Arriving only moments before showtime, Gaye made his way to the floor. A longstanding myth says the notoriously recluse singer was intentionally late to avoid tension with Lakers personnel who believed his rendition was too long the day before at rehearsal. While he adjusted the microphone stand, a simple, yet infectious instrumental began playing. Lawrence Tanter, the Lakers’ public address announcer panicked. “Ah s—,” he reflected. “They’ve got the wrong tape. This is ‘Sexual Healing.’ ”

But it wasn’t. It was a simple beat dubbing a drum track done by Gaye’s guitarist and musical director Gordon Banks and a keyboard track Gaye laid down himself. And what happened next would be the only time in history the national anthem closely resembled a rhythm and blues song. There isn’t a blueprint for Gaye’s charisma. Or his showmanship. It was innate. “You could feel the vibe as soon as he walked out there,” Theus said. “He was the epitome of cool, and smooth at the same time.” Gaye’s anthem was patriotic in its own soulful way, but it was simultaneously debonair, too. Each note left his vocal chord with the pizzazz of a street crooner.

Something special was happening. Riley was standing next to Abdul-Jabbar. On the surface, Riley was calm. But his mind raced a mile a minute. “I was thinking to myself, ‘We’re about to see something very unique here,’ ” the three-time Coach of the Year said. “Then the first words came out of his mouth, and he went on. Then he went in a different pitch. It was mesmerizing to me.”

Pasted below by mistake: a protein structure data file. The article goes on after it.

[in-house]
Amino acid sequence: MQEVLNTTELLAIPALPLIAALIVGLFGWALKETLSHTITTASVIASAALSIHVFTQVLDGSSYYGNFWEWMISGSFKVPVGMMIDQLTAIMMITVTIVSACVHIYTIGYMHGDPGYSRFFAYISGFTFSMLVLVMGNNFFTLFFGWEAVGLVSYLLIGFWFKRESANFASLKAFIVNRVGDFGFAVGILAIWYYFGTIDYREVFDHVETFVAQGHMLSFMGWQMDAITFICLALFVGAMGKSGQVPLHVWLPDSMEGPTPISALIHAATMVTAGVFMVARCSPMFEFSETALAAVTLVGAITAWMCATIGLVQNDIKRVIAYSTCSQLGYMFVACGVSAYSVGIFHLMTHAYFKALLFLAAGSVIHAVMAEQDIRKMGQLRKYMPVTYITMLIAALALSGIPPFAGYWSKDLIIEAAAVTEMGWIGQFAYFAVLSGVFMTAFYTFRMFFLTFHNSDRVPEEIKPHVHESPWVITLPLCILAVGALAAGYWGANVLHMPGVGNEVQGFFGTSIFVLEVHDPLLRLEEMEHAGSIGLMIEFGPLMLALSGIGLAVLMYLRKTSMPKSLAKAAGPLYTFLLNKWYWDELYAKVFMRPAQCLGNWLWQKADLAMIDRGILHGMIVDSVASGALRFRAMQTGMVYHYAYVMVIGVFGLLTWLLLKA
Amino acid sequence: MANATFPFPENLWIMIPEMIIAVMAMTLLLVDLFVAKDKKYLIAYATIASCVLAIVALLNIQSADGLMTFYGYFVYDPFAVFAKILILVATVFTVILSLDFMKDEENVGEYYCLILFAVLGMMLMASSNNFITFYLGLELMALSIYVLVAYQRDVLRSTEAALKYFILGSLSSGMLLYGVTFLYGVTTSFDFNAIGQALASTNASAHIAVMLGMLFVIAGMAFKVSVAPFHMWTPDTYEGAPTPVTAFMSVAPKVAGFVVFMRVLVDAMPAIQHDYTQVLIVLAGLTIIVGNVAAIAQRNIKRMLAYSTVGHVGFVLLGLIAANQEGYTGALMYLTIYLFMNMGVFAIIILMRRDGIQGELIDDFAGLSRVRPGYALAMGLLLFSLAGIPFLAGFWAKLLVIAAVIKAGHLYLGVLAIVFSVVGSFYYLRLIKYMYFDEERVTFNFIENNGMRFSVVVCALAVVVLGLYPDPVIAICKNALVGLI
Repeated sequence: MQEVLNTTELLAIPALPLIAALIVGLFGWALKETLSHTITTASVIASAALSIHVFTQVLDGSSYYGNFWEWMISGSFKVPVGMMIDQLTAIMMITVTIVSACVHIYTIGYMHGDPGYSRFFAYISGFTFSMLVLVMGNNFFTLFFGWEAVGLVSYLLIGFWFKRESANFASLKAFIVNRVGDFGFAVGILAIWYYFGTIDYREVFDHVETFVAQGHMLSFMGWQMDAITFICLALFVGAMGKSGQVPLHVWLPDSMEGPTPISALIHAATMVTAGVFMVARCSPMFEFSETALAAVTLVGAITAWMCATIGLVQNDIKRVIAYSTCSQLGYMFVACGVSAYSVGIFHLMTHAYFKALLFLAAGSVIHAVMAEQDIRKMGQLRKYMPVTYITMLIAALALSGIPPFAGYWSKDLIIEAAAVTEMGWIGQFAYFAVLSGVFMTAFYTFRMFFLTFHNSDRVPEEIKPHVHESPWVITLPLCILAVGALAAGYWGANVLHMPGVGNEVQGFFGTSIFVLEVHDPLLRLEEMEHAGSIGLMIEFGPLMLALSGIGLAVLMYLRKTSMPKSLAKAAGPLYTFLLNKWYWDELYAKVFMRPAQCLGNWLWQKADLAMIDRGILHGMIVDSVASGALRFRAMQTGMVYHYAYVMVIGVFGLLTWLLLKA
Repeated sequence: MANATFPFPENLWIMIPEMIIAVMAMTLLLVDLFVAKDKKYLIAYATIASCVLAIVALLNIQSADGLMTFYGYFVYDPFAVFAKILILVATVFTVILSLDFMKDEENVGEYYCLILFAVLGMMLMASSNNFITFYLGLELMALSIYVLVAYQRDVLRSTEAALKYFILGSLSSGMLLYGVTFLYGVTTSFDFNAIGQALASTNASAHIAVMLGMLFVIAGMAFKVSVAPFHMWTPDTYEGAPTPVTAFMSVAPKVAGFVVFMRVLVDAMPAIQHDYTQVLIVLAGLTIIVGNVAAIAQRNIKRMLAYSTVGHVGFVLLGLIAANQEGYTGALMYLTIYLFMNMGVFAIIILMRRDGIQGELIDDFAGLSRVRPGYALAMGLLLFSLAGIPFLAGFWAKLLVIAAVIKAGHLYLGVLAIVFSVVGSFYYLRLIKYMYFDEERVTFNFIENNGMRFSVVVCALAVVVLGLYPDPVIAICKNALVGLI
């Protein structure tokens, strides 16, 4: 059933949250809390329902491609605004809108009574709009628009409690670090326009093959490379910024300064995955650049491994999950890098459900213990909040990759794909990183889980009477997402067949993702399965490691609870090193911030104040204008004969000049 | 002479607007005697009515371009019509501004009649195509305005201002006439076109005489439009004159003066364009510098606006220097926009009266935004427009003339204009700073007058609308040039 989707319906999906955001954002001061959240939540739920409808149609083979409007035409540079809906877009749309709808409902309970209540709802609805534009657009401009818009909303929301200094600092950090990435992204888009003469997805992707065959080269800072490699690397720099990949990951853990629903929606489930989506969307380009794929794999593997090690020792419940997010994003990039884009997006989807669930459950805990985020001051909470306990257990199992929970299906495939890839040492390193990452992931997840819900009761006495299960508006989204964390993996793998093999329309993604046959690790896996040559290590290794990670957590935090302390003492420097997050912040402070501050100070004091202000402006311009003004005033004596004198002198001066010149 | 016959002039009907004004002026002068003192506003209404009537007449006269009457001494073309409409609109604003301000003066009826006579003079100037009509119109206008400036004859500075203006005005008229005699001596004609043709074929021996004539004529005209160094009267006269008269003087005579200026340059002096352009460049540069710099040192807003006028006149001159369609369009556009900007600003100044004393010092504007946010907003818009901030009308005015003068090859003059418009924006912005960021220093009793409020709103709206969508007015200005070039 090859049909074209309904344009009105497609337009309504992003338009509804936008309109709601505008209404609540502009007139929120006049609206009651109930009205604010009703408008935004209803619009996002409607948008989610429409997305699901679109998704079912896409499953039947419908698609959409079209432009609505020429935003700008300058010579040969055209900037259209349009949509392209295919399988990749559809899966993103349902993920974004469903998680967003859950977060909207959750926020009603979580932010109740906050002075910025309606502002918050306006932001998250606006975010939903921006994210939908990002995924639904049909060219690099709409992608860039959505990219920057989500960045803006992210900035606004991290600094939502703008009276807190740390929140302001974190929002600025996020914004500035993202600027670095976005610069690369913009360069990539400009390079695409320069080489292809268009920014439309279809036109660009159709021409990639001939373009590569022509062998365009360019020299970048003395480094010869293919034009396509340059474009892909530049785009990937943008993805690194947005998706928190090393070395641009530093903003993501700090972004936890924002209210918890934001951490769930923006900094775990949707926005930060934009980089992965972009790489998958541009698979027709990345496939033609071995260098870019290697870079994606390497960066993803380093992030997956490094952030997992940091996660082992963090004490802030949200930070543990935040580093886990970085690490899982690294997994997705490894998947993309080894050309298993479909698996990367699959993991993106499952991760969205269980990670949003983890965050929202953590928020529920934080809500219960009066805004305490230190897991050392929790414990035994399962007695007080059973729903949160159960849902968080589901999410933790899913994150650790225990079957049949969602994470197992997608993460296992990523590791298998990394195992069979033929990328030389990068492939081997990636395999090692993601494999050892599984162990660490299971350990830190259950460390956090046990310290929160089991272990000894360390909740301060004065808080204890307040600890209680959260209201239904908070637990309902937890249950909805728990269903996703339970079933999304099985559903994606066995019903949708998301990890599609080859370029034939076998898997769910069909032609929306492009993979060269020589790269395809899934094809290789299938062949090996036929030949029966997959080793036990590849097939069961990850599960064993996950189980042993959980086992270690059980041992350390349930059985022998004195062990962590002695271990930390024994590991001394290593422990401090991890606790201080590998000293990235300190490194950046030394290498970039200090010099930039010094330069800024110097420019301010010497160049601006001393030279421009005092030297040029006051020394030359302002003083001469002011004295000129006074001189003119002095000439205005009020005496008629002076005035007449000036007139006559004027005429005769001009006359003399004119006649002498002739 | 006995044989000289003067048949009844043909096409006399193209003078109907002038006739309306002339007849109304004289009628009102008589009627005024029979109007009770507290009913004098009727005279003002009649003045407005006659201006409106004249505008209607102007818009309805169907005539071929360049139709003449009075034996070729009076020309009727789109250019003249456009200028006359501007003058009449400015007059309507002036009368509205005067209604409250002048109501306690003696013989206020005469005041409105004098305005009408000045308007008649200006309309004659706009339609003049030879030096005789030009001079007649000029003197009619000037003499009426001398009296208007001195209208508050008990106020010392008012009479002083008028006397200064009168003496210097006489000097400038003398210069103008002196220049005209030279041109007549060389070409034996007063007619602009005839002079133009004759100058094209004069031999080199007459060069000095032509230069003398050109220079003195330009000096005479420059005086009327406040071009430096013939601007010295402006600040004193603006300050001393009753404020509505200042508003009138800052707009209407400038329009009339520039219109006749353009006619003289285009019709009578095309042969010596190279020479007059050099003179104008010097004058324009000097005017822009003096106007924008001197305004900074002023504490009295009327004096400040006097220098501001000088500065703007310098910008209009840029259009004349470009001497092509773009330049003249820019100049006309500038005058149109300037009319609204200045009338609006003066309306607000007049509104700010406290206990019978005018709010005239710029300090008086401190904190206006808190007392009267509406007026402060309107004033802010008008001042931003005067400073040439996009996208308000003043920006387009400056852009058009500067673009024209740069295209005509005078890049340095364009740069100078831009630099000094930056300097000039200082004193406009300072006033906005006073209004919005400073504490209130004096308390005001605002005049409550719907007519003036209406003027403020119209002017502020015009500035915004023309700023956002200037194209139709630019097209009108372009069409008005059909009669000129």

Gaye, the archbishop of swagger. “You knew it was history,” Erving said, “but it was also ‘hood.” For a two-minute stretch, the basketball world revolved around Marvin Gaye and within his gravitational pull were MVPs, world champions, former rookies of the year, future Hall of Famers and 17,505 in the stands. “We were two-stepping, listening to the national anthem,” said Johnson with a laugh. “We were just bouncing left to right. It blew us away. We just got caught into the moment of this man. People just forgot it was the national anthem.”